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McEwan, Ian

novel child book obsessive

(British, 1948– )

Ian McEwan has been at the forefront of English fiction since the mid-1970s. Known mainly as a novelist, he also writes short stories and screenplays. His pared-down style and even delivery maintain a sense of distance, and a McEwan book is typically a novel of ideas, engaging the intellect rather more than the feelings. Often he is concerned with the split between material and spiritual perceptions of life. Enduring Love (1997) tells the story of a happily married and determinedly rationalistic science writer, who falls prey to an obsessive stalker with a mission to bring him to God. The book has tremendous narrative drive and keeps the reader guessing throughout. McEwan is a master of the slow build and leans towards the macabre, a talent used to great effect in his psychological thriller, The Innocent (1990). Leonard Marnham, the innocent abroad in post-war Berlin, is part of a surveillance team involved in the making of the Berlin Tunnel. Falling in love with the enigmatic Maria, he becomes entangled in a chain of events that culminates nightmarishly in the disposal of a body.

At this point backtrack to McEwan's first novel, The Cement Garden (1978), in which four children decide to tell no one and fend for themselves when their reclusive parents die. Less thoughtful than his later books, this is nevertheless powerfully claustrophobic, zooming in on the fine detail of greasy adolescence and the urban wasteland in which the incestuous, fantasy-fuelled roles are played out. Atonement (2001) is an impressive, engrossing, and beautifully controlled novel, split between a comical but troubling pre-war story of class, sex, and false witness played out in an English country house, and a savagely unsparing treatment of Dunkirk and its aftermath in a wartime London hospital. Dominating the novel is the obsessive, self-absorbed child-writer Bryony Tallis, who grows up to learn painfully about the responsibilities of fiction—and to write this novel. McEwan's Amsterdam (1998) won the Booker Prize; The Child in Time (1987), a more likeable and haunting book, about a couple's reaction to the abduction of their child, won the Whitbread award.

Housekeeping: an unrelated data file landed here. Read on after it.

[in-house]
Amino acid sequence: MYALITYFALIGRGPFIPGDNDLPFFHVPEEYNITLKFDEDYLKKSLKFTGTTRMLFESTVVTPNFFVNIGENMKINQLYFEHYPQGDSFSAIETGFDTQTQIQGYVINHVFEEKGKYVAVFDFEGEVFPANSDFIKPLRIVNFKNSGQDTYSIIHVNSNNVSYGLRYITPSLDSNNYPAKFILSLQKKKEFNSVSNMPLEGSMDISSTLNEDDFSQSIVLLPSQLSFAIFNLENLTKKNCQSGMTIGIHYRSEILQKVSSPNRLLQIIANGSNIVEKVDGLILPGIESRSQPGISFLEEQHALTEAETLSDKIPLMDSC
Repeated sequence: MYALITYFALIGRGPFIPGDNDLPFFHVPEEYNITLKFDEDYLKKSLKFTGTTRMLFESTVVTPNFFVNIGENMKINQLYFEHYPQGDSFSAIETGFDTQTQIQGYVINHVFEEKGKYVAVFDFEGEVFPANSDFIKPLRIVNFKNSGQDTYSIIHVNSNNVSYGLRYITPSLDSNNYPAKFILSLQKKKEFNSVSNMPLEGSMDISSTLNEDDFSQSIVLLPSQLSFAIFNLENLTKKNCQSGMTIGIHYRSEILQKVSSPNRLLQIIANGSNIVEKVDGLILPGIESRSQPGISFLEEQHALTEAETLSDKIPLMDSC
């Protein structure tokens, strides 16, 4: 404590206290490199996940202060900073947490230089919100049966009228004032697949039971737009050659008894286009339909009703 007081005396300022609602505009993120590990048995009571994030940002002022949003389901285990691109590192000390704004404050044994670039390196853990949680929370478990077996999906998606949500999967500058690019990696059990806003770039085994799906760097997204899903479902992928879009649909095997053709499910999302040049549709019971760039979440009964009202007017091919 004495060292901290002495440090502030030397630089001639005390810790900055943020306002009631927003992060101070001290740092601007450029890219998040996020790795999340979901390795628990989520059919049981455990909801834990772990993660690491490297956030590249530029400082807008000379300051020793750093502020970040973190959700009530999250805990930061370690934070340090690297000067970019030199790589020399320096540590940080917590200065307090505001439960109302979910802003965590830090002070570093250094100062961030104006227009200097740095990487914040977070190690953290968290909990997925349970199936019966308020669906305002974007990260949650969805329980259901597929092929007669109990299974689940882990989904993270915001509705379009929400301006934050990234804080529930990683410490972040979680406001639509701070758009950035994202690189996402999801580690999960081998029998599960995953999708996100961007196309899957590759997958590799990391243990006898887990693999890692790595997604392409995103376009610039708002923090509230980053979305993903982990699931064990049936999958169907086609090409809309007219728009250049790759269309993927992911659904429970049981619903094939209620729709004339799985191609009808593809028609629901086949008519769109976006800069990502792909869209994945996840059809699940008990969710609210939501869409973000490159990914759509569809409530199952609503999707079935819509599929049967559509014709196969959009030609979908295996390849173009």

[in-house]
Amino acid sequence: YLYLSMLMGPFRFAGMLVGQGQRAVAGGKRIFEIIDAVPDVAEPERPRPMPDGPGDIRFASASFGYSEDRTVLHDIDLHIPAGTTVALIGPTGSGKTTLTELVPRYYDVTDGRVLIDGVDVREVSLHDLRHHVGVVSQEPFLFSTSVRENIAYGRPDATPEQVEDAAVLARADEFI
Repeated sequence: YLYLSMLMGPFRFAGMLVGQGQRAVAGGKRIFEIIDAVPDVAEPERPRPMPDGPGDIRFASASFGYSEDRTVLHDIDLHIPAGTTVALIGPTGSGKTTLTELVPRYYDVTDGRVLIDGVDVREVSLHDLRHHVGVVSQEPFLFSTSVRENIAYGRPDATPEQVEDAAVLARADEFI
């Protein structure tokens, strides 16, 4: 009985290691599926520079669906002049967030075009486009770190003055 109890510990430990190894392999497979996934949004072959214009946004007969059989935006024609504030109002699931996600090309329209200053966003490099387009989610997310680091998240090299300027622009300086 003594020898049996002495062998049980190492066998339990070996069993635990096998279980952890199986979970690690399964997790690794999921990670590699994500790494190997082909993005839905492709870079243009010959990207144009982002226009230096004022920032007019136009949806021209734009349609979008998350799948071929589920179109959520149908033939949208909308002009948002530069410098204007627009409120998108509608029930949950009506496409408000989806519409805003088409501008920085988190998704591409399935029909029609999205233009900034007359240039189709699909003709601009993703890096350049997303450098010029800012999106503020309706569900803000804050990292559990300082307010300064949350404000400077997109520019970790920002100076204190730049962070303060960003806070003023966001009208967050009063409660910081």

Jim Crace, Julian Barnes, Iain Banks.

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